This really irks me. Even in pocket digital cameras, anything over 6MP is effectively useless because the CMOS sensors in those are so small that your SNR (signal to noise ratio) of incoming light to sensor noise swamps out any benefit from more pixels in the same surface area. Megapixels are just marketing mumbo-jumbo outside of digital SLRs that have 4x - 20x the sensor surface area for gathering light than even the best pocket camera (the Sony ones with APS sensors are not really "pocket" sized).
Then you get to the phone space, where the sensor has 10%, at best, of the surface area of a cheap pocket digital camera. Software noise reduction can only do so much to try to make up for the physical limitations of the camera hardware.
Good post, esp. the fact that Apple is completely missing out on the car and appliance market which RIMM is trying to repopulate, Thought RIMM was done, but it's getting interesting again. But I hope Apple will keep making money because if they tank eventually we will have to bail them out because we cannot afford an entire nation of boomers riverboating and gambling in the market to lose their retirement - but, but my stockbroker said it can only go up!!
nevertheless, it isn't a problem. I just plug it in my car, or my office. However the damn ipad will run for days and days without being plugged in, and I watch movies on it all the time with amazon prime or netflix.
So I see these as a PC companion, among other things, and not the PC replacement.
What you are missing, is that lots of people have more interest in CONSUMING information not doing complex manipulation. Even those of us who work in computer science, when I'm not working I want things as simple as possible. Remote control simple. Apple mastered that, Microsoft never did. For some people the only interactions they have are simple and easily handled by an appliance device. My parents for example I used to have a ThinkNIC device to give them a SIMPLE bulletproof computer. Do you need a full computer to check prescriptions or MediCare website or send a few emails? Nope. Replaced the ThinkNIC when it died with my old 1st-gen iPad. There are some people who will NEVER own a desktop computer but will have a smartphone or tablet. Hard to believe but true.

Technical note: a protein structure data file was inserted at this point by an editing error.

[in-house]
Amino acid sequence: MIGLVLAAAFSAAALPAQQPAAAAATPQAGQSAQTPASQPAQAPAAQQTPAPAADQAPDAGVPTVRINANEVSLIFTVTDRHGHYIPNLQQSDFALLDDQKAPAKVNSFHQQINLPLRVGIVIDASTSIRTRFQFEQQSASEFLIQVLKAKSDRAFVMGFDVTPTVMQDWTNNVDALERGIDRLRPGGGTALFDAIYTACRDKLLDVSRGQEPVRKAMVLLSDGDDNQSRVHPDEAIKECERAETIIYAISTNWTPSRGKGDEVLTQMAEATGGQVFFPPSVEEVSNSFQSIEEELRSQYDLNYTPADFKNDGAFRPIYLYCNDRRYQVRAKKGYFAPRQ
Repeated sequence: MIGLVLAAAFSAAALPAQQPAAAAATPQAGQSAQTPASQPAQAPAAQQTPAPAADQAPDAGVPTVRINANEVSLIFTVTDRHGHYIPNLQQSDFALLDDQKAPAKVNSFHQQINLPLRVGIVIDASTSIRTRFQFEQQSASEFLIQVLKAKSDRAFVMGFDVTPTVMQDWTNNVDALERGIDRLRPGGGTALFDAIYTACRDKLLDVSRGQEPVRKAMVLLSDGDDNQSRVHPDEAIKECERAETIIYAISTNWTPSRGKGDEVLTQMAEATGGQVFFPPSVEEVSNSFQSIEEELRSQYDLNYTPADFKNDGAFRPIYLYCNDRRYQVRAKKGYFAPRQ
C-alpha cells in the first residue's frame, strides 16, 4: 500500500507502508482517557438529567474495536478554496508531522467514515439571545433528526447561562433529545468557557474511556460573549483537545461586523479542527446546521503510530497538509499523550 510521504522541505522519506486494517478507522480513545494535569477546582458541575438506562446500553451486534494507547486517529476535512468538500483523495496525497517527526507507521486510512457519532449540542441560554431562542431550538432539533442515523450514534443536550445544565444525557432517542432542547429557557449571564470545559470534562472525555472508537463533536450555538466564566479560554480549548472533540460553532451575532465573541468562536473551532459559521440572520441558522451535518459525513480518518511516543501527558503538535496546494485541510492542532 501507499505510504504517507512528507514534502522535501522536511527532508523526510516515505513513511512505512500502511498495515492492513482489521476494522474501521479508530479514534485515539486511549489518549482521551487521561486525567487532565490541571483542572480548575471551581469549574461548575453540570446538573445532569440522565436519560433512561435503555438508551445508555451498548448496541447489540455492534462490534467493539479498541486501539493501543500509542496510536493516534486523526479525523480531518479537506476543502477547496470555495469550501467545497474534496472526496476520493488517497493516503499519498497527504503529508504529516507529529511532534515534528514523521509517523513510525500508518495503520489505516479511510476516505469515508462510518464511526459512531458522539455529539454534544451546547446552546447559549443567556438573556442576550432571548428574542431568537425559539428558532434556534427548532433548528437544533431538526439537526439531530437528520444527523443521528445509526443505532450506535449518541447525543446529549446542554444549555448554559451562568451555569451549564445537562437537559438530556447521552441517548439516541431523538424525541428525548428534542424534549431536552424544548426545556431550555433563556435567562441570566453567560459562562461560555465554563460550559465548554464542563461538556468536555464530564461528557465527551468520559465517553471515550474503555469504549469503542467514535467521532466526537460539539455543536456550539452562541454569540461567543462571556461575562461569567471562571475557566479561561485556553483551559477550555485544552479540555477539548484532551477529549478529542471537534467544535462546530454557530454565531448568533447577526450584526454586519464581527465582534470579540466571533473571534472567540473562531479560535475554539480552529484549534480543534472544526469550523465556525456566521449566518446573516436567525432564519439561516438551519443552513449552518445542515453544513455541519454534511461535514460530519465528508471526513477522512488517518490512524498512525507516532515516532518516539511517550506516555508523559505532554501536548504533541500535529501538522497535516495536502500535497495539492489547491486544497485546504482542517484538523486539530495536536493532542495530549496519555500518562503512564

The laptop/desktop will not die. However say in 2004 you wanted to do some trivial interaction like transfer money between 2 bank accounts to avoid overdraft. You might have whipped out the laptop you packed around everywhere. Did you need a laptop for that job? No, but it was the "least" tech you could carry around that would easily accomplish those tasks. Now you no longer carry that laptop everywhere, you carry a smaller device that is handier. I do expect laptop/desktop to decrease in numbers. They last longer than they used to and frankly we've hit a point of diminishing returns for "faster/better" in terms of next year's model. The desktop I'm using I put together in 2006 and will probably use it until 2016!
I doubt you've listened to anything I say Captain, but I had to try.
I read everything you have to say Vince.
And I agree with everything you said, especially the "The laptop/desktop will not die. " part. But I do agree that their numbers will diminish, and you are right, Moores law seems to have plateaued, and the interest in defeating Moores law has diminished with it.
It will be interesting to see how the PC market plays out in the future.
Since critical mass wont be a price point factor, we could very well see the return of $3000 entry level PCs and laptops. That the few PC holdouts will have no choice but to carry that burden, as the Facebook users wont be sharing the load of volume production setting a low price point.
I also see Android OS or some flavor there of, being a standard fixture in any appliance or electronic device that needs a control panel. But I also see Android splitting from Google and becoming their entity.
I didn't realize Apple was launching an 128GB iPhone, but that's great news. I would eventually like to have all of my music, podcasts, educational seminars on my phone with me without running into my carrier's bandwidth caps. One more step in doubling flash memory might not be that innovative, but it goes one more step to solving problems I'm having with storage.